Q&A with Cari Nelson, Science Department Chair, and Dan Perez, Science, Engineering, and Robotics Teacher
Interview by Laurie Pellichero
Reprinted with permission from Princeton Magazine
Describe the campus and mission of Solebury School.
Cari: I love the way our campus reinforces Solebury’s mission to create an environment of educational excellence that prepares students for success in college and beyond. Our campus is very similar to a college campus. The departments are housed in separate buildings and students move around our 140-acre campus as they need to. It is nice to experience the outdoors several times a day and sit outside on a nice day when students or faculty do not have class. Solebury values challenging students academically and building creative and independent thinkers. You see that within the vast number of electives that we offer our students.
What is the role of the Science Department at the school?
Cari: The role of the Science Department is to give students an understanding of how science is around us every day and to look at things through that lens. We teach students to think about the answers that are given, and see if they make sense with what they already know. Engineering is all about problem solving. We run a “Physics First” curriculum, so students start looking at science that is very tangible with conceptual physics, doing hands-on experiments and collecting data. At the end of the year, the students end physics talking about the atom, setting them up to talk about chemistry. As a sophomore, students take chemistry and do more data-driven experiments and write up lab reports. As a junior, they take biology. All Biology books starts with chemistry and the building blocks of macromolecules. Our students have already taken chemistry, so they understand bonds when we look at DNA or proteins. As a junior or senior they have their choice of electives that interest them.
In the past few years we have added engineering to the Science Department and have given a path of STEM (Science, Engineering, Math, and Science) to a whole new group of kids that may have been scared off by the complexity of science. Engineering classes give them a way to look at problems and figure out how to solve them.
I understand that you are opening a new IDEA Lab this fall. Tell us about that.
Dan: The IDEA (Invention, Design, Engineering and the Arts) Lab is a new space in the center of Solebury’s campus that is specially designed to be used as both a classroom and collaborative design space for student projects. The lab will serve as a permanent home for Solebury’s engineering and robotics teams.
Cari: We are very excited to open a dedicated space to engineering. We will have classes offered in engineering, digital design, computer science, CAD, VR, and robotics. Some classes offer the option of being in local competitions, and others are trimester courses where they can learn how to code, design objects using the 3D printer, laser cut designs, or design their own video games. Keeping kids active in creating their own designs is the goal of the IDEA Lab.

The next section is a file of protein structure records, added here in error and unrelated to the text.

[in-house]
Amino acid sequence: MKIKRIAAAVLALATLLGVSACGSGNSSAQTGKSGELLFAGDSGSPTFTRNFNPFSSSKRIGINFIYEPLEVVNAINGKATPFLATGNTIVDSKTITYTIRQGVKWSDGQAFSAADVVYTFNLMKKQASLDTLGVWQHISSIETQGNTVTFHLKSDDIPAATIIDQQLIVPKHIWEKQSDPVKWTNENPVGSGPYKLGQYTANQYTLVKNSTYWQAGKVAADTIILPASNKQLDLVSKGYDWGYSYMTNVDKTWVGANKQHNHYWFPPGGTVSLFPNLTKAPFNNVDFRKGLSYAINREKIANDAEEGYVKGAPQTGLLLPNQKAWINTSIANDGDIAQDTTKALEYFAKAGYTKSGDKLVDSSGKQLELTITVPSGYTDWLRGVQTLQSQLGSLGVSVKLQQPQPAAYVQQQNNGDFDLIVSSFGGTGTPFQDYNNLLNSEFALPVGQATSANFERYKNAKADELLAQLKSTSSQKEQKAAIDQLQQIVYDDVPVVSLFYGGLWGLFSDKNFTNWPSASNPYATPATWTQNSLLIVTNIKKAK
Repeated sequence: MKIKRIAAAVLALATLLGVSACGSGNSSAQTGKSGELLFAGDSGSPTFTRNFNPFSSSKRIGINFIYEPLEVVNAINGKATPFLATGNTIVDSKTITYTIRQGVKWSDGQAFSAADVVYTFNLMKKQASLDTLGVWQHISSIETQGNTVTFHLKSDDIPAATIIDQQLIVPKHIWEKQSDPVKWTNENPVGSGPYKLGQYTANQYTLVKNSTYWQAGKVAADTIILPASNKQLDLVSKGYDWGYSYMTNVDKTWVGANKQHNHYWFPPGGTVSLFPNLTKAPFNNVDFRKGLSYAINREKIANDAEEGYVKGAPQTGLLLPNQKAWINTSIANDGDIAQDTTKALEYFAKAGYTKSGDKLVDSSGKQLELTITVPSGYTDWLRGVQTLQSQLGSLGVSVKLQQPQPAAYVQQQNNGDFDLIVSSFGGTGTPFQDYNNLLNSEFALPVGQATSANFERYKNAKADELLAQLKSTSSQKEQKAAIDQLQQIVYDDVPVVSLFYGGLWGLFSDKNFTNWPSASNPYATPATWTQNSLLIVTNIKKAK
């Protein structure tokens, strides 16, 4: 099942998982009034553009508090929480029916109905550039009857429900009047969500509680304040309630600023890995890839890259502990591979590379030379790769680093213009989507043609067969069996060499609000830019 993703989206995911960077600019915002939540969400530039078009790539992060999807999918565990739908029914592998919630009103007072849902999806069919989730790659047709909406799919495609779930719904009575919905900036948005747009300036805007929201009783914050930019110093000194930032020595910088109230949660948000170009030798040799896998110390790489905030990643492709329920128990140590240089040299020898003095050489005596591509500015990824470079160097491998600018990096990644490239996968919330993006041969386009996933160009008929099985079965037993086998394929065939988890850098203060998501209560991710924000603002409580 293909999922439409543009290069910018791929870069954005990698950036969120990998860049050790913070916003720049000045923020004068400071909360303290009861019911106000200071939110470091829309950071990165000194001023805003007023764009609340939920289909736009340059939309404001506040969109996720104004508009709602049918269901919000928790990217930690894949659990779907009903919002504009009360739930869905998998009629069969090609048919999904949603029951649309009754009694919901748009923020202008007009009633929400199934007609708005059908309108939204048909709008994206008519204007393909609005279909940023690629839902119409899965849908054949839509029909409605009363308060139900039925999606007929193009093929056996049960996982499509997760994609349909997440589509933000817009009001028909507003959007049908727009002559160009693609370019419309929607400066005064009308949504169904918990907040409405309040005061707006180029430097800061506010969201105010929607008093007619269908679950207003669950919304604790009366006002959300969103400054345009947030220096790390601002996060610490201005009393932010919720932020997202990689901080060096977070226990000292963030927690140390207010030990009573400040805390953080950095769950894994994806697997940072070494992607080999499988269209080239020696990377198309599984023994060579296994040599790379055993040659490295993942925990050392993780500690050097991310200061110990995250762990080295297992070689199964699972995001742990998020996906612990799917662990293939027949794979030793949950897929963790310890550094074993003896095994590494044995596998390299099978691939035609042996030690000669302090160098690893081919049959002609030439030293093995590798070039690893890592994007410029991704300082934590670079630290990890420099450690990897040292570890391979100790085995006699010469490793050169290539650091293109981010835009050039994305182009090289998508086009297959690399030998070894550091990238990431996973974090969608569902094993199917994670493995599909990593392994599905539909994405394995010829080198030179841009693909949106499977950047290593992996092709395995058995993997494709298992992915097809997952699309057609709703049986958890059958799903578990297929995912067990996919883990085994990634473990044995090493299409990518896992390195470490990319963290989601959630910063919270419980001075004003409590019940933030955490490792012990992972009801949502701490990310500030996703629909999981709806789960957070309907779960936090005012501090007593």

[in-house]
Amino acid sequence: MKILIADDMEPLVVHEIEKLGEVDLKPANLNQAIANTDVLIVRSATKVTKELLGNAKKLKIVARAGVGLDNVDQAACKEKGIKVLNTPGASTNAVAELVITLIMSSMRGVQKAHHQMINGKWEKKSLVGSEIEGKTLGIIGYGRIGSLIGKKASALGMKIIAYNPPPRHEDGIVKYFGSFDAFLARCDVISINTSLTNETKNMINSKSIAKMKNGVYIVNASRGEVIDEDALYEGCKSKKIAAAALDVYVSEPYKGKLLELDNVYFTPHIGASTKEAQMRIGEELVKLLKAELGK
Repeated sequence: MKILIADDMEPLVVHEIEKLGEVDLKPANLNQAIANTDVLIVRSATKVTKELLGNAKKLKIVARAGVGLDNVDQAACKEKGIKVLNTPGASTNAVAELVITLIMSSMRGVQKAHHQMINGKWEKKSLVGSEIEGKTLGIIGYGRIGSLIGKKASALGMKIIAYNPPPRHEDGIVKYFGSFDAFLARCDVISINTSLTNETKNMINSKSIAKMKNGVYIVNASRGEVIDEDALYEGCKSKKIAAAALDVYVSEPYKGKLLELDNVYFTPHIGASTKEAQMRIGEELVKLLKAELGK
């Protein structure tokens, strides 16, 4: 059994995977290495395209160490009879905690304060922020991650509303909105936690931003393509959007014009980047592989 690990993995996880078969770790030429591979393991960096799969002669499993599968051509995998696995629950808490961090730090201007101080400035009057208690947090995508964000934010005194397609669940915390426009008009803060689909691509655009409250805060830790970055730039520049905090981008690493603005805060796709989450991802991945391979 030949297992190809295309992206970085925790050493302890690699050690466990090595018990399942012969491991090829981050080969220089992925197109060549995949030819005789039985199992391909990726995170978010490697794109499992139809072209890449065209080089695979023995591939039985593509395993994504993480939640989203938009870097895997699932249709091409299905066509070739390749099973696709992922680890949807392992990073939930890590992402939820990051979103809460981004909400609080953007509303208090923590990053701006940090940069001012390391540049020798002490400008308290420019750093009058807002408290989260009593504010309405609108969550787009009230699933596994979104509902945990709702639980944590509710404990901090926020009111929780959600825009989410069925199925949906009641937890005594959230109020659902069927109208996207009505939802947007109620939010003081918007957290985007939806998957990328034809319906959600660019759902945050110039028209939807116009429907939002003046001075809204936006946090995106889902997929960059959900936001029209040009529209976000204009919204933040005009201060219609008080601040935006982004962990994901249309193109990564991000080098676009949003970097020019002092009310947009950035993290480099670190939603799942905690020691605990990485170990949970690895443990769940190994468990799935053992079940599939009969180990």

What projects do you plan to focus on this year?
Dan: This will be an exciting year of introducing our new equipment. In the past, engineering classes would fabricate student designs externally. Our IDEA Lab can now have the students fully involved in the fabrication process using tools ranging from 3D printers, soldering irons, and Dremel tools to our new laser cutter and computer-controlled (CNC) milling machine. Students in our Spartanbuilders engineering club will use our club time to design personal projects as well as signs and decorations for the new space. Additionally, a new elective class called Virtual Reality will take advantage of our new computers and HTC VR systems.
How does the STEM curriculum complement other aspects of the students’ education at Solebury School?
Dan: There are a variety of STEM electives at Solebury School across multiple departments including the Science and Arts departments. Together with the Solebury Science Department “Physics First” curriculum, students have the opportunity to apply hands-on learning methods to reinforce basic concepts of the sciences.
Cari: When students take classes in the IDEA lab, they can use those same skills within their other classes. Once you know how to use the VR software you can design a tour of an art museum or a walking tour within a city in France. Students have a lot more options open to them for presentations within their other classes after learning the skills in the IDEA Lab.
Our goal in the Science Department is to break down the walls of departmental silos and show students that as adults we do not function in 80-minute blocks of different disciplines. Science intertwines with history very well — we offer a co-taught Moral Conflicts class. Just because you like humanities, it doesn’t mean you can’t come into the IDEA Lab and make something using the CNC machine.
Q&A with Cari Nelson and Dan Perez
Holly Victor '89 P'23 '25